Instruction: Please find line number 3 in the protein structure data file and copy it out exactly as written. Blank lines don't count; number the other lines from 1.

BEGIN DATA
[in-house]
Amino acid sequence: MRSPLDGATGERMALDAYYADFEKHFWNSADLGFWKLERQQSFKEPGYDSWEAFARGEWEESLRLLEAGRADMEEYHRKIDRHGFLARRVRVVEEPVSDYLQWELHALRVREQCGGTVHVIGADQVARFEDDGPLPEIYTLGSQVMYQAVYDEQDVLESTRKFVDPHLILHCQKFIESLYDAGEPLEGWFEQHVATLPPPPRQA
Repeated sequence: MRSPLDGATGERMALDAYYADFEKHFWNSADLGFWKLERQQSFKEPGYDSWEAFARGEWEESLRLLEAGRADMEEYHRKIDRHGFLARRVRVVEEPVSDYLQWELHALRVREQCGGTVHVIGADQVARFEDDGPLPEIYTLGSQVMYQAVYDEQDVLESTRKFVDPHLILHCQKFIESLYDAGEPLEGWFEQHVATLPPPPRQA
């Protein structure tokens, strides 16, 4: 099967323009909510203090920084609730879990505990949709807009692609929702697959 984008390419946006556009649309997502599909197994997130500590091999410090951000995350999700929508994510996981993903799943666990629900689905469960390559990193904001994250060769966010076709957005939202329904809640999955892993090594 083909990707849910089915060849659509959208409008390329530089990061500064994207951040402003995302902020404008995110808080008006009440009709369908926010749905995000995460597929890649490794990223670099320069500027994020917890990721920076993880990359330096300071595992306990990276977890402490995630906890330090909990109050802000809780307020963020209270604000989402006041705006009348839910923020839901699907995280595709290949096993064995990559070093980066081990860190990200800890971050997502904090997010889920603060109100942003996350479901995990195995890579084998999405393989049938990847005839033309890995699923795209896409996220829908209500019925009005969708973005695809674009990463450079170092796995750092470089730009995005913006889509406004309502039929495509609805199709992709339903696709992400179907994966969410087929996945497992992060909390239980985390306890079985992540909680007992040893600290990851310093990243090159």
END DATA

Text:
Repeated sequence: MRSPLDGATGERMALDAYYADFEKHFWNSADLGFWKLERQQSFKEPGYDSWEAFARGEWEESLRLLEAGRADMEEYHRKIDRHGFLARRVRVVEEPVSDYLQWELHALRVREQCGGTVHVIGADQVARFEDDGPLPEIYTLGSQVMYQAVYDEQDVLESTRKFVDPHLILHCQKFIESLYDAGEPLEGWFEQHVATLPPPPRQA